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  • Beethoven: String Quartets Nos. 14 & 16, Opp. 131, 135
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Beethoven: String Quartets Nos. 14 & 16, Opp. 131, 135


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Audio CD, November 10, 1992
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Product Details

  • Orchestra: Vienna Philharmonic Orchestra
  • Conductor: Leonard Bernstein
  • Composer: Ludwig van Beethoven
  • Audio CD (November 10, 1992)
  • Number of Discs: 1
  • Label: Deutsche Grammophon
  • ASIN: B000001GGN
  • Average Customer Review: 4.5 out of 5 stars  See all reviews (10 customer reviews)
  • Amazon Best Sellers Rank: #52,606 in Music (See Top 100 in Music)

1. String Quartet No. 16 in F major, Op. 135: 1. Allegretto
2. String Quartet No. 16 in F major, Op. 135: 2. Vivace
3. String Quartet No. 16 in F major, Op. 135: 3. Lento assai e cantante tranquillo
4. String Quartet No. 16 in F major, Op. 135: 4. Der schwer gefaßte Entschluß. Grave (Muß es sein?) - Allegro (Es muß sein) - Grave, ma
5. String Quartet No. 14 in C sharp minor, Op. 131: 1. Adagio, ma non troppo e molto espressivo
6. String Quartet No. 14 in C sharp minor, Op. 131: 2. Allegretto
7. String Quartet No. 14 in C sharp minor, Op. 131: 3. Allegro moderato
8. String Quartet No. 14 in C sharp minor, Op. 131: 4. Andante, ma non tropo e molto cantabile - Andante moderato e lusinghiero - Adagio
9. String Quartet No. 14 in C sharp minor, Op. 131: 5. Presto
10. String Quartet No. 14 in C sharp minor, Op. 131: 6. Adagio quasi un poco andante
11. String Quartet No. 14 in C sharp minor, Op. 131: 7. Allegro

Editorial Reviews

Amazon.com

Leonard Bernstein's otherwise harmonious relationship with the Vienna Philharmonic hit a few bumps when he proposed that they perform this string quartet transcription of Beethoven's Quartet in C-sharp Minor, op. 131. But only a few minutes into the first rehearsal, all static evaporated. One hears why: this great, idiosyncratic piece--along with the Quartet in F, op. 135--is played with startling freshness and affection. The unanimity of the orchestra ensures that textures are rarely muddied, while the sound of massed strings gives the music a grandeur always implied but never realized by conventional string quartet performances. What comes most to the fore in this version is the music's meditative qualities. At times, the slow movements sound like Mahler, with whom Bernstein identified even more strongly than with Beethoven. --David Patrick Stearns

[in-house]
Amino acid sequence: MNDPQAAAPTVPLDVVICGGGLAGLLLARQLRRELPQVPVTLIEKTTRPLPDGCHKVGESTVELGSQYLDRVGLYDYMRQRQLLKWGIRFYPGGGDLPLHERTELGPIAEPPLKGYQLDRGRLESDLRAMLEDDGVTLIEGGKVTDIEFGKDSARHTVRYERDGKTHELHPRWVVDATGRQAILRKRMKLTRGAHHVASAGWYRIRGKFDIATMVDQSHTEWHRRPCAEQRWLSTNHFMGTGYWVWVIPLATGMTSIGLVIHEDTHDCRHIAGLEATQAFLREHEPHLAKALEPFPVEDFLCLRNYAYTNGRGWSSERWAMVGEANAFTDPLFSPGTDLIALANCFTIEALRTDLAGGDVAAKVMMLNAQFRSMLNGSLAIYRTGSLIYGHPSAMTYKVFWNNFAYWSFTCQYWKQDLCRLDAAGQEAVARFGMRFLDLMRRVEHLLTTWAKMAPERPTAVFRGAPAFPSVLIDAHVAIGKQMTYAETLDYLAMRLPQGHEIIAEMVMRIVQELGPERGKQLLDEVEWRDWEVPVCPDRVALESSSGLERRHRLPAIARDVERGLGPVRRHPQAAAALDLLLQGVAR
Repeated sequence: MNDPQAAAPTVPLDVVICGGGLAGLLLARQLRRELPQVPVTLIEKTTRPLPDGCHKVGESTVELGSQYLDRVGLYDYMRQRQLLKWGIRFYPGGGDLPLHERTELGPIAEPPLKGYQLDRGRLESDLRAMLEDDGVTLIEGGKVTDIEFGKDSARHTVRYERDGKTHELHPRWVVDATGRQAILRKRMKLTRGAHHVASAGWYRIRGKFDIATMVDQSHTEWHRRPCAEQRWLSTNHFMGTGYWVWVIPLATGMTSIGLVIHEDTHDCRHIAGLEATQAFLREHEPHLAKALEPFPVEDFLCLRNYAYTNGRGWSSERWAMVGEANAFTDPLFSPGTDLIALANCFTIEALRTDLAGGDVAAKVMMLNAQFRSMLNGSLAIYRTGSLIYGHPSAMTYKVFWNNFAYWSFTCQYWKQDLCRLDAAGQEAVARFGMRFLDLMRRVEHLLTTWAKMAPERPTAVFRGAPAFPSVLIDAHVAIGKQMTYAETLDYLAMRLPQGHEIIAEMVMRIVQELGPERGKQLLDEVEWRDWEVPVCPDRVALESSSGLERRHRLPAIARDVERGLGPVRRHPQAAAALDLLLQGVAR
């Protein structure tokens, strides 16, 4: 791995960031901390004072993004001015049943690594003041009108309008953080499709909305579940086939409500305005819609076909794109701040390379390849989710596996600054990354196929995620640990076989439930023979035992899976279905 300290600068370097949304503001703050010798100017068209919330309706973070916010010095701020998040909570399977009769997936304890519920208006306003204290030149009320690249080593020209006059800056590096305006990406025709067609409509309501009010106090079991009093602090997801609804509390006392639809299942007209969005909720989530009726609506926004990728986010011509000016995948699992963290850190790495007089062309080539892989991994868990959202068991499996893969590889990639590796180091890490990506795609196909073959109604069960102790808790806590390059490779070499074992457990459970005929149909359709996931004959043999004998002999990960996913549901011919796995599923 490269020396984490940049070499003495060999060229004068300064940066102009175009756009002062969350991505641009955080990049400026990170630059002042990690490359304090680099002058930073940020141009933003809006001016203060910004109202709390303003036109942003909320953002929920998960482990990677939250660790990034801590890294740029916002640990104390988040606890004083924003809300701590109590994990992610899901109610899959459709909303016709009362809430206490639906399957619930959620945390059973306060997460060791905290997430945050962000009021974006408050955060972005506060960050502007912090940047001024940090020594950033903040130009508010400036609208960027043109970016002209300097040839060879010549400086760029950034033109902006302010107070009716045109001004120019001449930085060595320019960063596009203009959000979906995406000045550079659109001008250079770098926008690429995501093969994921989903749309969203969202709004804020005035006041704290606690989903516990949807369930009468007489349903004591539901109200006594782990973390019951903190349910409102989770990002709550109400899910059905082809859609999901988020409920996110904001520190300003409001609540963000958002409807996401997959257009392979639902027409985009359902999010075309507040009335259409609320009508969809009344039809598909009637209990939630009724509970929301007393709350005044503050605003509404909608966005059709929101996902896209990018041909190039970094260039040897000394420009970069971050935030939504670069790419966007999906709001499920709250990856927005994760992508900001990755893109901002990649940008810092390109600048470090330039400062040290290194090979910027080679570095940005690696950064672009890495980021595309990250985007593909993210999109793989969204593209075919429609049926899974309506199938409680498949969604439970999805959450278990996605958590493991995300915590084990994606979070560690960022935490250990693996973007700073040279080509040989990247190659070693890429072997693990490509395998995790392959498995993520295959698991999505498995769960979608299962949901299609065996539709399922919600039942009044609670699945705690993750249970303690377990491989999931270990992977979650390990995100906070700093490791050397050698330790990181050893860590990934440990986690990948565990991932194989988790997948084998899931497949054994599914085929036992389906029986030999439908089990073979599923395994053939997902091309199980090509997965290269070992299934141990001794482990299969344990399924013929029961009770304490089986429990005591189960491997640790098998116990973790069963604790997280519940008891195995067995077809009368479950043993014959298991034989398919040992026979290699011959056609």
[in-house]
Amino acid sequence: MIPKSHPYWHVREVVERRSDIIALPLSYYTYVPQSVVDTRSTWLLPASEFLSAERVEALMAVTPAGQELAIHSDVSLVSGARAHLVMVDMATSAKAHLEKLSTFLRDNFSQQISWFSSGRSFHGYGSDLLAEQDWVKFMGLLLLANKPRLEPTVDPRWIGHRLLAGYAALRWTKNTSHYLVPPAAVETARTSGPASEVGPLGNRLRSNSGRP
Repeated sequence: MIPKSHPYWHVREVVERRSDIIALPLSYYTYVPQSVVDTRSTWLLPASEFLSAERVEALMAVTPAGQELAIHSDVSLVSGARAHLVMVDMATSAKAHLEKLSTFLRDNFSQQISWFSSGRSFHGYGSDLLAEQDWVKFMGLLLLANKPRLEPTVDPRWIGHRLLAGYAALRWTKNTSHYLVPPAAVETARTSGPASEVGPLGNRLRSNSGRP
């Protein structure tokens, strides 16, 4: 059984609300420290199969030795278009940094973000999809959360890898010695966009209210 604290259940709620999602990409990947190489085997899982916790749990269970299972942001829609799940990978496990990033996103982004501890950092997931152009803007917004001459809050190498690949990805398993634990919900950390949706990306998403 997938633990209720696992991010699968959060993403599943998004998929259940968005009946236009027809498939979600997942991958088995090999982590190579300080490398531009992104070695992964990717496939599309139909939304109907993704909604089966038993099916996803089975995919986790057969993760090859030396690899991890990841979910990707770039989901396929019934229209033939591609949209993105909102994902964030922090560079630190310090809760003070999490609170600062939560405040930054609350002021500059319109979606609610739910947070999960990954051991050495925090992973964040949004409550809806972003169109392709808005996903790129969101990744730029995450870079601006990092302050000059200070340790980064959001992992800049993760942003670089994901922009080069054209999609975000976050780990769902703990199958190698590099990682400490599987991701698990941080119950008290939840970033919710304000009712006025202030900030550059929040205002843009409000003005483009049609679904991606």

Product Description

Deutsche Grammophon concludes its series of Leonard Bernstein's final recordings with orchestrations of two of Beethoven's late string quartets.
Genre: Classical Music
Media Format: Compact Disk
Rating:
Release Date: 10-NOV-1992

Customer Reviews

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This is truly great music.
William J. Mertens
For a string quartet version, go for the Lindsay Quartet recordings from the early 80's, very deeply felt, much more so than the Alban Berg or Emerson Quartet.
dv_forever
He holds up this very CD and replies: "This is my personal favorite record I've ever made in my life, if you'd really like to know."
T. Fisher

Most Helpful Customer Reviews

26 of 26 people found the following review helpful By dv_forever on December 19, 2005
Format: Audio CD
This recording seems to invite a lot of scoffing from purists. I'm a purist too, so why am I not scoffing? What's wrong with trying something different for once, it's not like the full string orchestra treatment is ever going to replace the real deal string quartet ensemble for which it was originally written. Bernstein himself said that this was his favorite of all his recordings. Since he recorded such a great deal, it's a remarkable statement by a conductor of his caliber. He dedicated this record to the memory of his wife.